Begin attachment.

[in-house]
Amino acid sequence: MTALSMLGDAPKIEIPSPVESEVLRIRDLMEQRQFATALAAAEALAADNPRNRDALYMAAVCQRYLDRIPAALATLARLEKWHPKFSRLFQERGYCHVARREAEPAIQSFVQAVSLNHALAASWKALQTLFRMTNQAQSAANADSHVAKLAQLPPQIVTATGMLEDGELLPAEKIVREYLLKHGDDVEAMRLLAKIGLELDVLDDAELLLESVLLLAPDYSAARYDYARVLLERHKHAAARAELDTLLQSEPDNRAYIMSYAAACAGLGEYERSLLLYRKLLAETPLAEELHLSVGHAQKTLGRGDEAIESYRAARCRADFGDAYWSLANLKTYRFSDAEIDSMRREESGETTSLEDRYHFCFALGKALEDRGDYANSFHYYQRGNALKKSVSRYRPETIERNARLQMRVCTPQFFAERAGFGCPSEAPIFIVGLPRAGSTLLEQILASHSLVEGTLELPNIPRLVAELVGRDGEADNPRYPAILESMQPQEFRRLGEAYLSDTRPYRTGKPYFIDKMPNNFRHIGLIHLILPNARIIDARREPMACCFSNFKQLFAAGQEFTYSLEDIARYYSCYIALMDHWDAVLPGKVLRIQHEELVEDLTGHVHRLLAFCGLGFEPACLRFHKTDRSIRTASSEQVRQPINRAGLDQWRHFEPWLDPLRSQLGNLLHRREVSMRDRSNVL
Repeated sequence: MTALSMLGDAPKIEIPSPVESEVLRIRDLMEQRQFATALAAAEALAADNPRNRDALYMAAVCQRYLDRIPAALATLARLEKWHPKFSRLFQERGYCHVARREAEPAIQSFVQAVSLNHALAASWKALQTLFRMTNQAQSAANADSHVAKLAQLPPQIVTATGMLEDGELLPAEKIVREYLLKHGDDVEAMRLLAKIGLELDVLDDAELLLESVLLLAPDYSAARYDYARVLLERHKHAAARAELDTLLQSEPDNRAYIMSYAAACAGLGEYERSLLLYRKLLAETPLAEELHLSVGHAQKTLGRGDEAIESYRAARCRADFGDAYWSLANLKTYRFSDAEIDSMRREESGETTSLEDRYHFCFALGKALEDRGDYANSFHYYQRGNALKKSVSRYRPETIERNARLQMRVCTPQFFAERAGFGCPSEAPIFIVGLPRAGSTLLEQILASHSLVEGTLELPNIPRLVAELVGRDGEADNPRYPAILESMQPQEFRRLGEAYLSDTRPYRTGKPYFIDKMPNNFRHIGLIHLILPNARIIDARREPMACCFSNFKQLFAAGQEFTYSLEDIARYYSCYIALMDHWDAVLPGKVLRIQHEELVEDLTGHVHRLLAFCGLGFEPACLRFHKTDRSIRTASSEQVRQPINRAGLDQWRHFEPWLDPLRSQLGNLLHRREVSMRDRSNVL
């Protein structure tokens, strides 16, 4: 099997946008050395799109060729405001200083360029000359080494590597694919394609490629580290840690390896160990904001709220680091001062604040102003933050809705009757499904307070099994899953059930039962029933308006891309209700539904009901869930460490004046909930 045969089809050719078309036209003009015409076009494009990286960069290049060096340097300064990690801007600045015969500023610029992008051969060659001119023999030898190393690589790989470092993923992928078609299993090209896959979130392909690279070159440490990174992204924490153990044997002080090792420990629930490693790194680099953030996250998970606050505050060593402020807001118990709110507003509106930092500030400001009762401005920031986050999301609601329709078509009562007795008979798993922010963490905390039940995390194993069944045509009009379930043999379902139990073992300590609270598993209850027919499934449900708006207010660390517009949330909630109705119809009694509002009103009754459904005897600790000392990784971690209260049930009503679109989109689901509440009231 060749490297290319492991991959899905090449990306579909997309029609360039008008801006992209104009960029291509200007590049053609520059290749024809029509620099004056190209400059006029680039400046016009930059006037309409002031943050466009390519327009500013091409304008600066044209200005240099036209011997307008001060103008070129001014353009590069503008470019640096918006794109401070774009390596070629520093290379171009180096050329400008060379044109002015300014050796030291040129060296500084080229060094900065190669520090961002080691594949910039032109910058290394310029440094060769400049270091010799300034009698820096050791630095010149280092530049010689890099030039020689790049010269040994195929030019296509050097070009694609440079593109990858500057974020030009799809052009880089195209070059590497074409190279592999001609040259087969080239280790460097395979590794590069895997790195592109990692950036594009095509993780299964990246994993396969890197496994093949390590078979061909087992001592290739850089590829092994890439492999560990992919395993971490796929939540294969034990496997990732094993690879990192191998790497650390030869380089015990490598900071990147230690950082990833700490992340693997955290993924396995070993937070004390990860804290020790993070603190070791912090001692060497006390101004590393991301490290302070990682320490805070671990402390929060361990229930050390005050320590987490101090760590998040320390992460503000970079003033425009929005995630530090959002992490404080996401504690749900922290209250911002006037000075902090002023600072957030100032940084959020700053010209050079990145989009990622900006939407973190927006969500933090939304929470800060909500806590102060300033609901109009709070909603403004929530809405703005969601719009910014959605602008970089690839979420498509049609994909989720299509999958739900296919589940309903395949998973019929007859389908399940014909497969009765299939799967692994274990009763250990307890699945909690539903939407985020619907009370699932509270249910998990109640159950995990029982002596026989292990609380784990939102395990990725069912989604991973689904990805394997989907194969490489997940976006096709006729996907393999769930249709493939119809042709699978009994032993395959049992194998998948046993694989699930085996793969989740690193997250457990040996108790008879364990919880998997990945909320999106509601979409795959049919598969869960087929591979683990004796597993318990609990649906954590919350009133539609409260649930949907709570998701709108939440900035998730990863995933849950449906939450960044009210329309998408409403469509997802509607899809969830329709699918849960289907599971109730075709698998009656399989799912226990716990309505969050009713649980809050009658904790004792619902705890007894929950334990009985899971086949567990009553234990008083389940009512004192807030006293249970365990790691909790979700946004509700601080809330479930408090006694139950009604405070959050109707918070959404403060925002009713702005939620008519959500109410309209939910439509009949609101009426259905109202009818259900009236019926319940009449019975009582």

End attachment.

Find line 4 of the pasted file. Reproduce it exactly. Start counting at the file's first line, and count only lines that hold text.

């Protein structure tokens, strides 16, 4: 099997946008050395799109060729405001200083360029000359080494590597694919394609490629580290840690390896160990904001709220680091001062604040102003933050809705009757499904307070099994899953059930039962029933308006891309209700539904009901869930460490004046909930 045969089809050719078309036209003009015409076009494009990286960069290049060096340097300064990690801007600045015969500023610029992008051969060659001119023999030898190393690589790989470092993923992928078609299993090209896959979130392909690279070159440490990174992204924490153990044997002080090792420990629930490693790194680099953030996250998970606050505050060593402020807001118990709110507003509106930092500030400001009762401005920031986050999301609601329709078509009562007795008979798993922010963490905390039940995390194993069944045509009009379930043999379902139990073992300590609270598993209850027919499934449900708006207010660390517009949330909630109705119809009694509002009103009754459904005897600790000392990784971690209260049930009503679109989109689901509440009231 060749490297290319492991991959899905090449990306579909997309029609360039008008801006992209104009960029291509200007590049053609520059290749024809029509620099004056190209400059006029680039400046016009930059006037309409002031943050466009390519327009500013091409304008600066044209200005240099036209011997307008001060103008070129001014353009590069503008470019640096918006794109401070774009390596070629520093290379171009180096050329400008060379044109002015300014050796030291040129060296500084080229060094900065190669520090961002080691594949910039032109910058290394310029440094060769400049270091010799300034009698820096050791630095010149280092530049010689890099030039020689790049010269040994195929030019296509050097070009694609440079593109990858500057974020030009799809052009880089195209070059590497074409190279592999001609040259087969080239280790460097395979590794590069895997790195592109990692950036594009095509993780299964990246994993396969890197496994093949390590078979061909087992001592290739850089590829092994890439492999560990992919395993971490796929939540294969034990496997990732094993690879990192191998790497650390030869380089015990490598900071990147230690950082990833700490992340693997955290993924396995070993937070004390990860804290020790993070603190070791912090001692060497006390101004590393991301490290302070990682320490805070671990402390929060361990229930050390005050320590987490101090760590998040320390992460503000970079003033425009929005995630530090959002992490404080996401504690749900922290209250911002006037000075902090002023600072957030100032940084959020700053010209050079990145989009990622900006939407973190927006969500933090939304929470800060909500806590102060300033609901109009709070909603403004929530809405703005969601719009910014959605602008970089690839979420498509049609994909989720299509999958739900296919589940309903395949998973019929007859389908399940014909497969009765299939799967692994274990009763250990307890699945909690539903939407985020619907009370699932509270249910998990109640159950995990029982002596026989292990609380784990939102395990990725069912989604991973689904990805394997989907194969490489997940976006096709006729996907393999769930249709493939119809042709699978009994032993395959049992194998998948046993694989699930085996793969989740690193997250457990040996108790008879364990919880998997990945909320999106509601979409795959049919598969869960087929591979683990004796597993318990609990649906954590919350009133539609409260649930949907709570998701709108939440900035998730990863995933849950449906939450960044009210329309998408409403469509997802509607899809969830329709699918849960289907599971109730075709698998009656399989799912226990716990309505969050009713649980809050009658904790004792619902705890007894929950334990009985899971086949567990009553234990008083389940009512004192807030006293249970365990790691909790979700946004509700601080809330479930408090006694139950009604405070959050109707918070959404403060925002009713702005939620008519959500109410309209939910439509009949609101009426259905109202009818259900009236019926319940009449019975009582």